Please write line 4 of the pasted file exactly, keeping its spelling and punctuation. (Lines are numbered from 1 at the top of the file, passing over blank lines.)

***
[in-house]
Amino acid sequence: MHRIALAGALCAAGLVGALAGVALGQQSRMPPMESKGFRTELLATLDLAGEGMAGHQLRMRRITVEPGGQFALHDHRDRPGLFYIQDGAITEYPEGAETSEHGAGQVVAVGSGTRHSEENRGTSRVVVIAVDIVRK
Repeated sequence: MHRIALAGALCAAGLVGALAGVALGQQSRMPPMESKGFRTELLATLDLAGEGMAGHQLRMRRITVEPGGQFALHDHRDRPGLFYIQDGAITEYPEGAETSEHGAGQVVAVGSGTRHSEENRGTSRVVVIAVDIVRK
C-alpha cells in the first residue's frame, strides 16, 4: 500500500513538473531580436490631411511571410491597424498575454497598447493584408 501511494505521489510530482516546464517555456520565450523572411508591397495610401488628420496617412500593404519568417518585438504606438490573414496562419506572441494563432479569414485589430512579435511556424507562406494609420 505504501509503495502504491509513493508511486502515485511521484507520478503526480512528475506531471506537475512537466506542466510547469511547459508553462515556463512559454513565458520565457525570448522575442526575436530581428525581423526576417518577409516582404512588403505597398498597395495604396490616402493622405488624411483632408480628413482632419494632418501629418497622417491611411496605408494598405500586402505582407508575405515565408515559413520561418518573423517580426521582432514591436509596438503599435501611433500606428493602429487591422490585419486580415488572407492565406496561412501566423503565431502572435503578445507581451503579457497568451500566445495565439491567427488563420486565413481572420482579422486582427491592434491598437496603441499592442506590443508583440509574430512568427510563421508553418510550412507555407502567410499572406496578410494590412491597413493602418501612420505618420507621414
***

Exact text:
C-alpha cells in the first residue's frame, strides 16, 4: 500500500513538473531580436490631411511571410491597424498575454497598447493584408 501511494505521489510530482516546464517555456520565450523572411508591397495610401488628420496617412500593404519568417518585438504606438490573414496562419506572441494563432479569414485589430512579435511556424507562406494609420 505504501509503495502504491509513493508511486502515485511521484507520478503526480512528475506531471506537475512537466506542466510547469511547459508553462515556463512559454513565458520565457525570448522575442526575436530581428525581423526576417518577409516582404512588403505597398498597395495604396490616402493622405488624411483632408480628413482632419494632418501629418497622417491611411496605408494598405500586402505582407508575405515565408515559413520561418518573423517580426521582432514591436509596438503599435501611433500606428493602429487591422490585419486580415488572407492565406496561412501566423503565431502572435503578445507581451503579457497568451500566445495565439491567427488563420486565413481572420482579422486582427491592434491598437496603441499592442506590443508583440509574430512568427510563421508553418510550412507555407502567410499572406496578410494590412491597413493602418501612420505618420507621414